Consistent with prior research, our findings regarding question length show that longer questions are associated with negative outcomes – questions are more likely to be read in error and respondents are less likely to provide an immediately codable answer. We caution the reader not to interpret these findings as suggesting longer questions will necessarily yield poorer quality data; the questions we analyzed that were long were also complex in other ways, and interviewers who read the parenthetical were implementing the decision to do so on the fly. Our findings do, however, suggest support for the common recommendation to write questions as simply as possible.
Respondents’ characteristics also showed interesting associations with interviewers’ question reading and respondents’ processing problems. Respondents with fewer years of education and in poorer health may exhibit interactional cues (e.g., pausing longer before answering) in prior interactions that signal comprehension problems and subsequently increase the likelihood interviewers will add a parenthetical phrase to make a question clearer. Thus, we suggest future research explore factors that predict interviewers’ use of parenthetical statements. This research should also examine patterns of interactional behaviors across questions. Consistent with prior research, we find respondents’ cognitive ability and health status are associated with respondents having processing problems in expected directions. Future research should also examine interactions between characteristics of respondents – such as cognitive ability – and interviewers’ use of parenthetical phrases in predicting interviewers’ question reading and respondents’ processing problems.
We note several limitations with our research. First, like many observational studies, we lack direct measures of validity and reliability to assess the impact of question, respondent, and interviewer characteristics. Instead, we use question-asking and question-answering behaviors as proxy measures of measurement error. Second, our questions are not randomly sampled from a population of questions with many different characteristics. This highlights an advantage of observational studies: they feature items administered in an actual operational setting, but related disadvantages are that the items may have a limited range of characteristics (e.g., our questions had limited response formats) and might not conform to current best practices. Third, our study is one of a few observational studies that examine the effects of question, respondent, and interviewer characteristics using binary outcomes. In contrast to continuous outcomes (e.g., response times), less information is available for analysis and small group sizes resulting from combinations of characteristics can cause difficulties estimating mixed-effects models. For example, our models could not provide reliable and defensible results if we included all three of the desired random effects. Based on extensive assessment of our models (including examination of the stability of our parameter estimates when variables were added or removed), we feel more confident (statistically) in our results for respondent processing problems than interviewer question reading. High levels of multicollinearity among predictor variables in conjunction with a small number of data points among combinations of predictor variables contribute to the instability. Also, we were unable to include the random error term for respondents (to avoid overfitting the model), and our results could potentially be altered by including this term.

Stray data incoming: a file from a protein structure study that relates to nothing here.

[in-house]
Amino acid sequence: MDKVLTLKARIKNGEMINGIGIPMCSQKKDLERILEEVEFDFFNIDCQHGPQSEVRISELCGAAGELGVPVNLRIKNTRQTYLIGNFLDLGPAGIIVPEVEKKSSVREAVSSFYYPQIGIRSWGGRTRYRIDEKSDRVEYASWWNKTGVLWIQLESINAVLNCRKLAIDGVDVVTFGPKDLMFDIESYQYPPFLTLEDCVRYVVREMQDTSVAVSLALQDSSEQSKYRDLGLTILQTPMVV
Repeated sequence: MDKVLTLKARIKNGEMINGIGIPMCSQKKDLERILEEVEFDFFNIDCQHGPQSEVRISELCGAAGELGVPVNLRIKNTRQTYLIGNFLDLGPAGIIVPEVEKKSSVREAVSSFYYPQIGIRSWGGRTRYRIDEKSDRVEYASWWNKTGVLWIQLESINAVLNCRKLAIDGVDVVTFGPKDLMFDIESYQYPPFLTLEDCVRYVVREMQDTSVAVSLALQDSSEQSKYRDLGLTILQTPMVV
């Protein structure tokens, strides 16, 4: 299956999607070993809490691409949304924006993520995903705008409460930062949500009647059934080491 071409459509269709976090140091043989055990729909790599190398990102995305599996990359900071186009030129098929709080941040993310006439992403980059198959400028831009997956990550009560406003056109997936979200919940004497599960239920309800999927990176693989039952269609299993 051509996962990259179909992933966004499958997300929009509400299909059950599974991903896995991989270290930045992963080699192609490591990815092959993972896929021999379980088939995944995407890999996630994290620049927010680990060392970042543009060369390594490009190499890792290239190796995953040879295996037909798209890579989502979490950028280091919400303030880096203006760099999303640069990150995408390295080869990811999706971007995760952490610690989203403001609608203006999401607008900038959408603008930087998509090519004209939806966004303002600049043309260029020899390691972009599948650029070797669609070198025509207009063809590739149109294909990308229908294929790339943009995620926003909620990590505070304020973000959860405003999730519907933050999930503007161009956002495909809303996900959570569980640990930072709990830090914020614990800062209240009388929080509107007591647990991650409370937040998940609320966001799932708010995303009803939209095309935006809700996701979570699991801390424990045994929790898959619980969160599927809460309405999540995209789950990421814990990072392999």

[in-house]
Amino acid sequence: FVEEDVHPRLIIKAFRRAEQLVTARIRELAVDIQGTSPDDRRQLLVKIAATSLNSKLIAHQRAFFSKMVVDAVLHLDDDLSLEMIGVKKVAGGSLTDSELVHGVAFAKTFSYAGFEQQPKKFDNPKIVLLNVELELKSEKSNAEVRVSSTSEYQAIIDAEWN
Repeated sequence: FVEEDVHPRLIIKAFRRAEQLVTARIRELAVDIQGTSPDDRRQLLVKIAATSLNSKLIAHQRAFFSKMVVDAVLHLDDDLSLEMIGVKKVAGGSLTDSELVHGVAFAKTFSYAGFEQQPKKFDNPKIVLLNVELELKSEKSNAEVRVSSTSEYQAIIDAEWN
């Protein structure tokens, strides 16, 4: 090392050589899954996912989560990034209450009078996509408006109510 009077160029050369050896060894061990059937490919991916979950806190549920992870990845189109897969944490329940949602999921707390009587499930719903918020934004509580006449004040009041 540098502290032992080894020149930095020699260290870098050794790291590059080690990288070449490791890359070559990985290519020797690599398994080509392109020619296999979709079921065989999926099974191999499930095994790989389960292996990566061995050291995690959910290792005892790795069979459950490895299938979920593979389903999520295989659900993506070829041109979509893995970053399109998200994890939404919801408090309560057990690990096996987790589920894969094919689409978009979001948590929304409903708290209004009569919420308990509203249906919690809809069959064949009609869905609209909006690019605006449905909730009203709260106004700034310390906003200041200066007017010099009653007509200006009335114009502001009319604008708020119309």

This research was supported by the following at the University of Wisconsin-Madison: a National Institute on Aging grant to Schaeffer (under P01 AG 21079 to Robert M. Hauser); the Center for the Demography of Health and Aging (NIA Center Grant P30 AG017266); the University of Wisconsin Survey Center (UWSC); and the use of facilities of the Social Science Computing Cooperative and the Center for Demography and Ecology (NICHD core grant P2C HD047873). This research uses data from the Wisconsin Longitudinal Study (WLS) of the University of Wisconsin-Madison. Since 1991, the WLS has been supported principally by the National Institute on Aging (AG-9775, AG-21079, AG-033285, and AG-041868), with additional support from the Vilas Estate Trust, the National Science Foundation, the Spencer Foundation, and the Graduate School of the University of Wisconsin-Madison. Since 1992, data have been collected by the University of Wisconsin Survey Center. A public use file of data from the Wisconsin Longitudinal Study is available from the Wisconsin Longitudinal Study, University of Wisconsin-Madison, 1180 Observatory Drive, Madison, Wisconsin 53706 and at http://www.ssc.wisc.edu/wlsresearch/data/. The opinions expressed herein are those of the authors.